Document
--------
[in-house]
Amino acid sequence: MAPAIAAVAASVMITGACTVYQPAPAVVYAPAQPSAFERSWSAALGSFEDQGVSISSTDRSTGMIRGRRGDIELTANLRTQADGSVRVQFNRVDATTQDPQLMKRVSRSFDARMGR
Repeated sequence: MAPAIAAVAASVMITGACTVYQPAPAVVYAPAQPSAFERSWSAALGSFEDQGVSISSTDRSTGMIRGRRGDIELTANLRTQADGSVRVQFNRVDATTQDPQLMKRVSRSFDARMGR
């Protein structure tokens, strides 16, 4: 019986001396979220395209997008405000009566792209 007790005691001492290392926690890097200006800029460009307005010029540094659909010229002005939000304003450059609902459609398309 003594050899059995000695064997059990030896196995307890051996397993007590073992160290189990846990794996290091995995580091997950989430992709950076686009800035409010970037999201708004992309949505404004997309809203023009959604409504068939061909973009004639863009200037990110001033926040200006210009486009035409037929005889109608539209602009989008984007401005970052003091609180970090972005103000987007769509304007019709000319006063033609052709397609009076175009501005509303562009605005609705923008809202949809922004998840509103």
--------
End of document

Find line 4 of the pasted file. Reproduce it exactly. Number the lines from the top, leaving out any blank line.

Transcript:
């Protein structure tokens, strides 16, 4: 019986001396979220395209997008405000009566792209 007790005691001492290392926690890097200006800029460009307005010029540094659909010229002005939000304003450059609902459609398309 003594050899059995000695064997059990030896196995307890051996397993007590073992160290189990846990794996290091995995580091997950989430992709950076686009800035409010970037999201708004992309949505404004997309809203023009959604409504068939061909973009004639863009200037990110001033926040200006210009486009035409037929005889109608539209602009989008984007401005970052003091609180970090972005103000987007769509304007019709000319006063033609052709397609009076175009501005509303562009605005609705923008809202949809922004998840509103």